Vioxx user was a heart attack waiting to happen

In the on-going court battle facing drug company Merck over it’s blockbuster painkiller Vioxx, a lawyer for Merck has said one of the plaintiffs was more or less a heart attack waiting to happen regardless of Vioxx.

It seems 68-year-old New Jersey woman Elaine Doherty had previous health problems, led a sedentary life, was obese, suffered from diabetes, high blood pressure, elevated cholesterol and had a family history of heart disease.

These factors say the lawyers were the cause of her heart attack in January 2004 and not their painkiller drug Vioxx, and it would be hard to find somebody with more risk factors for a heart attack.

Merck’s lawyer Diane Sullivan made the comments at the conclusion of the third Vioxx trial to be heard in Merck’s home state of New Jersey.

Sullivan also said Doherty underwent bypass surgery shortly after having a mild heart attack because four of five heart arteries were at least 90 percent blocked but the heart attack was so mild the plaintiff took six trips, three overseas, last year.

Sullivan also illustrated inconsistencies in statements of the plaintiff’s expert cardiologist, Dr. John MacGregor, and other witnesses and repeatedly reminded the court of Merck’s reputation for thorough research, saying the company alerted doctors about the drug’s cardiac risks as soon as they were known.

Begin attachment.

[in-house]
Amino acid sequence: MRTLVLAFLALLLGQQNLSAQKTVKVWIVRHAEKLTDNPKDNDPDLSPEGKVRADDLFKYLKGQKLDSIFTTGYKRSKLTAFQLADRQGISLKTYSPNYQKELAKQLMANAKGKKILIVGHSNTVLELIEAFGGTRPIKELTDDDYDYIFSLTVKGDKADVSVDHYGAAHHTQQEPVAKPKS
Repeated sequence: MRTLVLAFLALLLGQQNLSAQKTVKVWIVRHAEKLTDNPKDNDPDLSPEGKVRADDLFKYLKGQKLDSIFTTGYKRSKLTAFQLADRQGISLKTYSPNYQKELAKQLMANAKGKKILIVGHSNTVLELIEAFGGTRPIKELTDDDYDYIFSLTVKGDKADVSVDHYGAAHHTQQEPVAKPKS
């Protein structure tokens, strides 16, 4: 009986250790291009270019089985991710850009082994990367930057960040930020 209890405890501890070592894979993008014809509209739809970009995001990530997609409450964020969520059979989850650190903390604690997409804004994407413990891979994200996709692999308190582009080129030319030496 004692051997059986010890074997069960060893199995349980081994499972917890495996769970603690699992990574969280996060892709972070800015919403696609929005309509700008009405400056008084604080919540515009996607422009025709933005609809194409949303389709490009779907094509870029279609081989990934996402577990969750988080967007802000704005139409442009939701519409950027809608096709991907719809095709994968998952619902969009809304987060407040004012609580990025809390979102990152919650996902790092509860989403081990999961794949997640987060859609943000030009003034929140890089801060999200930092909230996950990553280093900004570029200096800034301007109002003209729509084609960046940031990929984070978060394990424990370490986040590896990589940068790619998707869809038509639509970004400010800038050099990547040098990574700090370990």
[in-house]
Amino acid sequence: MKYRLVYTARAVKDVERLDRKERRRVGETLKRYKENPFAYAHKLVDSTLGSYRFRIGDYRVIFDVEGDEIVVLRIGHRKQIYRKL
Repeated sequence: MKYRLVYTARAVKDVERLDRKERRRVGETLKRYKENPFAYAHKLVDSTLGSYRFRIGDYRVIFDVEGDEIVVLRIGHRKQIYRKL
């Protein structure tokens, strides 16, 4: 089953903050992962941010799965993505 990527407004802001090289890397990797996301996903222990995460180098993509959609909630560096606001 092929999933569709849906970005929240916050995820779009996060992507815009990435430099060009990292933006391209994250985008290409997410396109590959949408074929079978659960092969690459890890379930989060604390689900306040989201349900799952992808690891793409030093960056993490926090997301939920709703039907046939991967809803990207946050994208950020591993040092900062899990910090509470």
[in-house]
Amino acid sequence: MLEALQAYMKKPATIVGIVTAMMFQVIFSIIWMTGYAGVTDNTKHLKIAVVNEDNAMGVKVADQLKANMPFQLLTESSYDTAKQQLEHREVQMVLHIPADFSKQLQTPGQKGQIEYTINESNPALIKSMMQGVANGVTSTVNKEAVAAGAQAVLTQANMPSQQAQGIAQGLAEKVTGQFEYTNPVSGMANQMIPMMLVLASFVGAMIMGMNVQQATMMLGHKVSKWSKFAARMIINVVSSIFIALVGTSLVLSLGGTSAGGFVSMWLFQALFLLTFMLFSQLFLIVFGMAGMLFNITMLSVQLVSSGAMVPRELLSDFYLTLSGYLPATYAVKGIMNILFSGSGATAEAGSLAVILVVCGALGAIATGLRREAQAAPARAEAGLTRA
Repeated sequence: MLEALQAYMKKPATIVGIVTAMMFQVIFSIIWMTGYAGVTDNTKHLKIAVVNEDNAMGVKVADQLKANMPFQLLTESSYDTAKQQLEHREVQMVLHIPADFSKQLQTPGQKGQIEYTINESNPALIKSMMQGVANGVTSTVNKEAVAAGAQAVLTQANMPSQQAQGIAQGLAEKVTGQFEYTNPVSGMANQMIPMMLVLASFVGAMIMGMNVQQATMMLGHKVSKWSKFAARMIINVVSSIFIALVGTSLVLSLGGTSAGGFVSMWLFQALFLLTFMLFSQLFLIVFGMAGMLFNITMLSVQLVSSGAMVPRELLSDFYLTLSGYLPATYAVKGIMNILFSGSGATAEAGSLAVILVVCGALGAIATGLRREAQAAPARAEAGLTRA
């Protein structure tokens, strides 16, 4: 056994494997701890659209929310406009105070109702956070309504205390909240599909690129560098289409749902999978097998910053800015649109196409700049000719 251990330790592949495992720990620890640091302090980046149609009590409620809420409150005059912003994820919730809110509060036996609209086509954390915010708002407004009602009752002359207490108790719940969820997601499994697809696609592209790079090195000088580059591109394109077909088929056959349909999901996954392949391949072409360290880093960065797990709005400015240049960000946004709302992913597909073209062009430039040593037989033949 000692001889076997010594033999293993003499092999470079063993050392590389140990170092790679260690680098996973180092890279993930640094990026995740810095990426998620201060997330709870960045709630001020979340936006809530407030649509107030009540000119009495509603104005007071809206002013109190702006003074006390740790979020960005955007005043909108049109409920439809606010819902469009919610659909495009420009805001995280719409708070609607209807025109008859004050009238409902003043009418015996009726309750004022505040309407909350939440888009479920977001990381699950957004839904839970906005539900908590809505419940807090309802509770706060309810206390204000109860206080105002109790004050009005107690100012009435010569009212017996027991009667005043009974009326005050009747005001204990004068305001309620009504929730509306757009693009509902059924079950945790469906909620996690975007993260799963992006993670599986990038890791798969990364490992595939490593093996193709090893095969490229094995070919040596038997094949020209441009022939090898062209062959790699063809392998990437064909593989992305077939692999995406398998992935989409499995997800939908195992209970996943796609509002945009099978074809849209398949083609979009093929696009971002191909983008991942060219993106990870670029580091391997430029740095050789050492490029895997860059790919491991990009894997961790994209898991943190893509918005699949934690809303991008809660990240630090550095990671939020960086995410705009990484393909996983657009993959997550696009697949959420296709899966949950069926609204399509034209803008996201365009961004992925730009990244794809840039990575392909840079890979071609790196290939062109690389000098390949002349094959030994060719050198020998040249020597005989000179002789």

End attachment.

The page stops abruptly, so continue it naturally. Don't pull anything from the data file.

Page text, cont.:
According to Doherty’s lawyer James Pettit his client had lost 100 pounds, had lower blood pressure and her cholesterol levels had fallen and that it was only after she took Vioxx that she had a heart attack.

Lawyers for the plaintiffs’ are accusing Merck of putting profits before safety because it needed a blockbuster drug to replace other drugs whose patents were about to expire.

Vioxx annual sales exceeded $2.5 billion during its five years on the market but Merck was forced to withdraw the drug after it was shown to double the risk of heart attack among those taking it for more than 18 months.

Pettit has argued that science had been superceded by commerce, and research and development had been abandoned in favour of marketing.

As many as 11,500 lawsuits have now been filed in the United States against Merck by former Vioxx users who say the drug caused their heart attacks or strokes.

The Doherty case is the seventh contested in court by Merck, which has said it will fight each one by one; a decision is expected to be reached this week.

The company informed doctors, regulators and medical journals in 2000 after a study showed a far higher risk of heart attacks among patients taking Vioxx than those taking the standard painkiller naproxen.

Merck in agreement with the U.S. Food and Drug Administration decided that the information about Vioxx risks should be published in the precautions section of the drug’s label.

Pettit says Merck had an obligation to openly discuss possible risks associated with Vioxx and that Doherty’s doctor would not have prescribed Vioxx if he knew that for a diabetic, taking Vioxx increased heart attack risk sixfold.

Merck has already won three of the six cases that have so far been to court; in April another court awarded $13.5 million to John McDarby, 77, after finding that Vioxx contributed to his heart attack and Merck failed to warn of the drug’s risks, but the same jury concluded that Vioxx did not cause the heart attack of Thomas Cona, 60, whose suit was heard at the same time.

Provided by ArmMed Media
Revision date: July 4, 2011
Last revised: by Janet A. Staessen, MD, PhD